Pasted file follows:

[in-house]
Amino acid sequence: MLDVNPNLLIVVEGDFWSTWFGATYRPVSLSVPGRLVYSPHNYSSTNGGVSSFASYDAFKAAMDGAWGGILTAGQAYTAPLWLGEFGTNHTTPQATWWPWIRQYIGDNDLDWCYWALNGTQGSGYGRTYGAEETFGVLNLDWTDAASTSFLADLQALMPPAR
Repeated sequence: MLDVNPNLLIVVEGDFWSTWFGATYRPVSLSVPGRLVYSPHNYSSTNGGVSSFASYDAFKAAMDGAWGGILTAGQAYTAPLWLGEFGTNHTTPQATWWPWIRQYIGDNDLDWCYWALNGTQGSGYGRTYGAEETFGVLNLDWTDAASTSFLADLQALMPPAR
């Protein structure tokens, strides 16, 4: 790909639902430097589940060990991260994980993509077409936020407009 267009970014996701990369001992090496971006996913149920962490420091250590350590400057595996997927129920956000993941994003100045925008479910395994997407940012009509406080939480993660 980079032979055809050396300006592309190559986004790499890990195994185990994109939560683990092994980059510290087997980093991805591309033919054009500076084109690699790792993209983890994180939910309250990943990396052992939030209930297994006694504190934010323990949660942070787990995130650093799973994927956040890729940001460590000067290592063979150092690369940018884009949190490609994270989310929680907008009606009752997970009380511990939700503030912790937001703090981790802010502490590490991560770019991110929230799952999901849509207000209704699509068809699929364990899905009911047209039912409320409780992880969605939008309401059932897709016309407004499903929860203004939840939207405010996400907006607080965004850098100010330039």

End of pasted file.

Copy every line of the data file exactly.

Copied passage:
[in-house]
Amino acid sequence: MLDVNPNLLIVVEGDFWSTWFGATYRPVSLSVPGRLVYSPHNYSSTNGGVSSFASYDAFKAAMDGAWGGILTAGQAYTAPLWLGEFGTNHTTPQATWWPWIRQYIGDNDLDWCYWALNGTQGSGYGRTYGAEETFGVLNLDWTDAASTSFLADLQALMPPAR
Repeated sequence: MLDVNPNLLIVVEGDFWSTWFGATYRPVSLSVPGRLVYSPHNYSSTNGGVSSFASYDAFKAAMDGAWGGILTAGQAYTAPLWLGEFGTNHTTPQATWWPWIRQYIGDNDLDWCYWALNGTQGSGYGRTYGAEETFGVLNLDWTDAASTSFLADLQALMPPAR
């Protein structure tokens, strides 16, 4: 790909639902430097589940060990991260994980993509077409936020407009 267009970014996701990369001992090496971006996913149920962490420091250590350590400057595996997927129920956000993941994003100045925008479910395994997407940012009509406080939480993660 980079032979055809050396300006592309190559986004790499890990195994185990994109939560683990092994980059510290087997980093991805591309033919054009500076084109690699790792993209983890994180939910309250990943990396052992939030209930297994006694504190934010323990949660942070787990995130650093799973994927956040890729940001460590000067290592063979150092690369940018884009949190490609994270989310929680907008009606009752997970009380511990939700503030912790937001703090981790802010502490590490991560770019991110929230799952999901849509207000209704699509068809699929364990899905009911047209039912409320409780992880969605939008309401059932897709016309407004499903929860203004939840939207405010996400907006607080965004850098100010330039």